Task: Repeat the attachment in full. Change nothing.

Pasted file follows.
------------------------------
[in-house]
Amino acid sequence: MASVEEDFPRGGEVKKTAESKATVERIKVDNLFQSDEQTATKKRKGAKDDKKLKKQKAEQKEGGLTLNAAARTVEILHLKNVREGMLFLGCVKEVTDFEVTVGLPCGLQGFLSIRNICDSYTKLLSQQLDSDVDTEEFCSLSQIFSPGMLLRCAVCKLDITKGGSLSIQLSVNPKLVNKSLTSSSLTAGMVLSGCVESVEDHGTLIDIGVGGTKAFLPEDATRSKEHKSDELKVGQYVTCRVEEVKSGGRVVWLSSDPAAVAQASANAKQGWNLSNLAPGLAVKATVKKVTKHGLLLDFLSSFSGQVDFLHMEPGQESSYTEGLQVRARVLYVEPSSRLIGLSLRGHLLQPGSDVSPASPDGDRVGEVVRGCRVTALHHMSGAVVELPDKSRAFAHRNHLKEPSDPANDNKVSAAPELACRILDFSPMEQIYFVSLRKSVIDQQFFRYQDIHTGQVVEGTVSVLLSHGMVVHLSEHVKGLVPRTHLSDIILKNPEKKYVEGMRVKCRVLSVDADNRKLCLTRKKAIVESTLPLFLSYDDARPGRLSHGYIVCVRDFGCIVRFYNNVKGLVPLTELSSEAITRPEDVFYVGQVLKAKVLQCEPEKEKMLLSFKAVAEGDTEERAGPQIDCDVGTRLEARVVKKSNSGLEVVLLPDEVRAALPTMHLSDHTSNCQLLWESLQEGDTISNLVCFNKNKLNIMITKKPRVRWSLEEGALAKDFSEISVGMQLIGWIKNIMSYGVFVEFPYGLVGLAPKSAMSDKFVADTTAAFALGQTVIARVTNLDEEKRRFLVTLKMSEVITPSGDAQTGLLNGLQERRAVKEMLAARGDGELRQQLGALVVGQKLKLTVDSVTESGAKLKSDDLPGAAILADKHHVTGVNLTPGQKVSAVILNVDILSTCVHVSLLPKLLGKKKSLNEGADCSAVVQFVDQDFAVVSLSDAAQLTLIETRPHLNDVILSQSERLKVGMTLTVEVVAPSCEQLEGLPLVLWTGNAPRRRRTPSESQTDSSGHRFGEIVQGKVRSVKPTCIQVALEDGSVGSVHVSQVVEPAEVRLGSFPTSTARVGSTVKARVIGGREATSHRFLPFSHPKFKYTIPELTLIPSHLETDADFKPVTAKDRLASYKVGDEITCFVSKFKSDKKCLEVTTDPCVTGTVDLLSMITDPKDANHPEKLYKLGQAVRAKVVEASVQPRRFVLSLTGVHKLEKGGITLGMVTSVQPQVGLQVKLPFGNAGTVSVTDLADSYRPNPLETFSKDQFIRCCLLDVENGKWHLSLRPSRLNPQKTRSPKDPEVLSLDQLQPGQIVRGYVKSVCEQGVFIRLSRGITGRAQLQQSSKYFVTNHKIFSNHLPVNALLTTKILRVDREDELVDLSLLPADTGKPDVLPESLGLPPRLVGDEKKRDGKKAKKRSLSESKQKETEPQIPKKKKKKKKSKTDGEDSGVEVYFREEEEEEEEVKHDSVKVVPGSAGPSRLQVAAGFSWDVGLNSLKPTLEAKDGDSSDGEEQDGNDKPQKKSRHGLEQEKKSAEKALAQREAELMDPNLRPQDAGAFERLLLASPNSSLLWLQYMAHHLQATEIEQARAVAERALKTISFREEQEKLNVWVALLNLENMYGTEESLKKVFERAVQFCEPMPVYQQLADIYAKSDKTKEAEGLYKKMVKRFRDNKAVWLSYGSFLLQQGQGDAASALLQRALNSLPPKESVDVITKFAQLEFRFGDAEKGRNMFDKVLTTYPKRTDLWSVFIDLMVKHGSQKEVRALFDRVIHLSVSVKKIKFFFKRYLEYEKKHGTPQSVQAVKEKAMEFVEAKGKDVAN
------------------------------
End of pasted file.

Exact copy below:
[in-house]
Amino acid sequence: MASVEEDFPRGGEVKKTAESKATVERIKVDNLFQSDEQTATKKRKGAKDDKKLKKQKAEQKEGGLTLNAAARTVEILHLKNVREGMLFLGCVKEVTDFEVTVGLPCGLQGFLSIRNICDSYTKLLSQQLDSDVDTEEFCSLSQIFSPGMLLRCAVCKLDITKGGSLSIQLSVNPKLVNKSLTSSSLTAGMVLSGCVESVEDHGTLIDIGVGGTKAFLPEDATRSKEHKSDELKVGQYVTCRVEEVKSGGRVVWLSSDPAAVAQASANAKQGWNLSNLAPGLAVKATVKKVTKHGLLLDFLSSFSGQVDFLHMEPGQESSYTEGLQVRARVLYVEPSSRLIGLSLRGHLLQPGSDVSPASPDGDRVGEVVRGCRVTALHHMSGAVVELPDKSRAFAHRNHLKEPSDPANDNKVSAAPELACRILDFSPMEQIYFVSLRKSVIDQQFFRYQDIHTGQVVEGTVSVLLSHGMVVHLSEHVKGLVPRTHLSDIILKNPEKKYVEGMRVKCRVLSVDADNRKLCLTRKKAIVESTLPLFLSYDDARPGRLSHGYIVCVRDFGCIVRFYNNVKGLVPLTELSSEAITRPEDVFYVGQVLKAKVLQCEPEKEKMLLSFKAVAEGDTEERAGPQIDCDVGTRLEARVVKKSNSGLEVVLLPDEVRAALPTMHLSDHTSNCQLLWESLQEGDTISNLVCFNKNKLNIMITKKPRVRWSLEEGALAKDFSEISVGMQLIGWIKNIMSYGVFVEFPYGLVGLAPKSAMSDKFVADTTAAFALGQTVIARVTNLDEEKRRFLVTLKMSEVITPSGDAQTGLLNGLQERRAVKEMLAARGDGELRQQLGALVVGQKLKLTVDSVTESGAKLKSDDLPGAAILADKHHVTGVNLTPGQKVSAVILNVDILSTCVHVSLLPKLLGKKKSLNEGADCSAVVQFVDQDFAVVSLSDAAQLTLIETRPHLNDVILSQSERLKVGMTLTVEVVAPSCEQLEGLPLVLWTGNAPRRRRTPSESQTDSSGHRFGEIVQGKVRSVKPTCIQVALEDGSVGSVHVSQVVEPAEVRLGSFPTSTARVGSTVKARVIGGREATSHRFLPFSHPKFKYTIPELTLIPSHLETDADFKPVTAKDRLASYKVGDEITCFVSKFKSDKKCLEVTTDPCVTGTVDLLSMITDPKDANHPEKLYKLGQAVRAKVVEASVQPRRFVLSLTGVHKLEKGGITLGMVTSVQPQVGLQVKLPFGNAGTVSVTDLADSYRPNPLETFSKDQFIRCCLLDVENGKWHLSLRPSRLNPQKTRSPKDPEVLSLDQLQPGQIVRGYVKSVCEQGVFIRLSRGITGRAQLQQSSKYFVTNHKIFSNHLPVNALLTTKILRVDREDELVDLSLLPADTGKPDVLPESLGLPPRLVGDEKKRDGKKAKKRSLSESKQKETEPQIPKKKKKKKKSKTDGEDSGVEVYFREEEEEEEEVKHDSVKVVPGSAGPSRLQVAAGFSWDVGLNSLKPTLEAKDGDSSDGEEQDGNDKPQKKSRHGLEQEKKSAEKALAQREAELMDPNLRPQDAGAFERLLLASPNSSLLWLQYMAHHLQATEIEQARAVAERALKTISFREEQEKLNVWVALLNLENMYGTEESLKKVFERAVQFCEPMPVYQQLADIYAKSDKTKEAEGLYKKMVKRFRDNKAVWLSYGSFLLQQGQGDAASALLQRALNSLPPKESVDVITKFAQLEFRFGDAEKGRNMFDKVLTTYPKRTDLWSVFIDLMVKHGSQKEVRALFDRVIHLSVSVKKIKFFFKRYLEYEKKHGTPQSVQAVKEKAMEFVEAKGKDVAN